Guest Editorial


It's time to throw big business off the Republican stool

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rick manningThe Republican Party winning coalition has traditionally stood on a three legged stool consisting of God, guns and economic freedom with the economic freedom part of the equation being the glue.

The God part of the equation tends to revolve around social issues. Many of those in this category hold a strong belief in a sovereign God who manifested Himself through Jesus Christ.  This religious belief is not something held by every, or even, quite possibly, a majority of Republicans, but it is a fundamental part of the Party's winning political equation.  In 1976, Jimmy Carter, a practicing Christian, broke this part of the coalition off from the Republicans and squeaked by to win the presidency. 

In Pennsylvania, the late Democratic Governor Robert Casey, Sr, and to some extent his son, Senator Robert Casey, Jr., broke this leg of the stool by standing out from their Party and supporting right to life issues winning impressive majorities in the process.

The guns portion of the coalition is a combination of Second Amendment and strong national security voters, many of these voters are veterans who can be identified by the American flags flying in front of the homes year round.  This middle class voter fervently believes in the idea of America and tends to be a constitutionalist. 

Reagan's famous "Bear in the Woods" 2004 television ad appealed to this voter's sense that defense of country is the government's first and foremost responsibility. 

For those who don't remember, the bear in the ad is Russia and the Cold War was raging.  Russian force capabilities in Europe exceeded our capacity to defend the West, and President Reagan was in the midst of changing the madness of the, "if you blow us up, we'll blow you up" mutually assured destruction promise.  There were those who argued for defense cuts, and appeasement, Reagan stood firm and the Soviet Union's Gorbachev folded his hand as his economy collapsed under the weight of centralized planning.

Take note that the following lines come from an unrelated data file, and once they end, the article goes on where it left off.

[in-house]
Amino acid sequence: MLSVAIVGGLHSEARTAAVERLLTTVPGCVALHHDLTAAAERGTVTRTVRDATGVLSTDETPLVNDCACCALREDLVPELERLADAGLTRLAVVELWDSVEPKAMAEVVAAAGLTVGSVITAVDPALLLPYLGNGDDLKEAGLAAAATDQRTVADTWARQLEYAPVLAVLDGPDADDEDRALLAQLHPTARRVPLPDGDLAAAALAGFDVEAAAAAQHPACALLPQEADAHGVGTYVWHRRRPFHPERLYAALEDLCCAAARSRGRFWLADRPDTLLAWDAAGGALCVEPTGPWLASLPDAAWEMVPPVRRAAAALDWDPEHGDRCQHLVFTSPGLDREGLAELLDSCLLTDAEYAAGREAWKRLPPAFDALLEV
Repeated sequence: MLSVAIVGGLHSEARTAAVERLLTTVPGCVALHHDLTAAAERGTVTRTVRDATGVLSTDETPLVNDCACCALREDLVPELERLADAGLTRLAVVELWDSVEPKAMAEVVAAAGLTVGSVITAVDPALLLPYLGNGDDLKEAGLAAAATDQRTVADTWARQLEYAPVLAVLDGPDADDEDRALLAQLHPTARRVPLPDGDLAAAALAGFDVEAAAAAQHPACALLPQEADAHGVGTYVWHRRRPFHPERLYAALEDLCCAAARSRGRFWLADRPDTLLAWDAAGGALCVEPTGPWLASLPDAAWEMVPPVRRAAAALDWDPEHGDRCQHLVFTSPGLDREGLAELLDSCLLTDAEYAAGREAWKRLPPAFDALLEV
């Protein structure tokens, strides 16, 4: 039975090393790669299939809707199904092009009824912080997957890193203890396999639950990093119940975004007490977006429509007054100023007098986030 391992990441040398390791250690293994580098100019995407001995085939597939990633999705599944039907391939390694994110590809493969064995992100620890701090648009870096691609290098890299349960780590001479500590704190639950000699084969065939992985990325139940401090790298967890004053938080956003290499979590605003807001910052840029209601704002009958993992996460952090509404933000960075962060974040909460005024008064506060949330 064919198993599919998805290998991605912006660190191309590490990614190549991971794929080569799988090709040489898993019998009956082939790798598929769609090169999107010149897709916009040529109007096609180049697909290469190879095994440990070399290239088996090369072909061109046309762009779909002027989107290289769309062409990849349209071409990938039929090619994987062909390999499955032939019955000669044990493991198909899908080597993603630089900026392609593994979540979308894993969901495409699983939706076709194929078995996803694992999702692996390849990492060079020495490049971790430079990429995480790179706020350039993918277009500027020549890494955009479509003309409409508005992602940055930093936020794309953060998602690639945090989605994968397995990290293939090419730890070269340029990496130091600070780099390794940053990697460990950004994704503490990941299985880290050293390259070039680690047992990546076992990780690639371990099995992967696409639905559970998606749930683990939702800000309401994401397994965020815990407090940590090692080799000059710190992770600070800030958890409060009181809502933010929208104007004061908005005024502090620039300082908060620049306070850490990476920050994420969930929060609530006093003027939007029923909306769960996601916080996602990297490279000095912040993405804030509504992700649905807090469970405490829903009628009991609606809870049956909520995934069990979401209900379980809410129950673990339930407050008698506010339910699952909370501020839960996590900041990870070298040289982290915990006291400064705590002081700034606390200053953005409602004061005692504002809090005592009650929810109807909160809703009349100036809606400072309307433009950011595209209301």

Now, an entire generation has been raised without that bear in the woods, and our nation has fought small insurgent wars in the interim against an ideological enemy which transcends traditional nation states.  An enemy, who for politically correct reasons, remains unnamed by our government officials. 

The guns wing of the Republican Party is in danger of being fractured as very real concerns about abuses of national surveillance systems overwhelm the very real concerns about attacks by Islamists as well as the continuing rise of China and the re-emergence of a strong Russia led by Vladimir Putin. 

However, while this patriotic wing of the Party is somewhat ignored, it is susceptible to breaking away over concerns about immigration, and free trade policies which seem to result in smaller paychecks, fewer jobs and a weaker America.

It is then the third, economic freedom leg of the stool that should be a great unifier as the current Administration attacks private property, individual initiative and prosperity on every front. 

Over the past fifty years, American's aspiration for better lives through hard work, personal initiative and the unique opportunities to pursue their dreams offered by the free enterprise system have been eroded by the growth of the dependency society. 

However, with nearly fifty percent of Americans receiving a government check in some form, and the economy in a slow, steady decline with fewer and fewer people even participating in the labor force, the underpinnings of the economic freedom stool are being shaken to their core.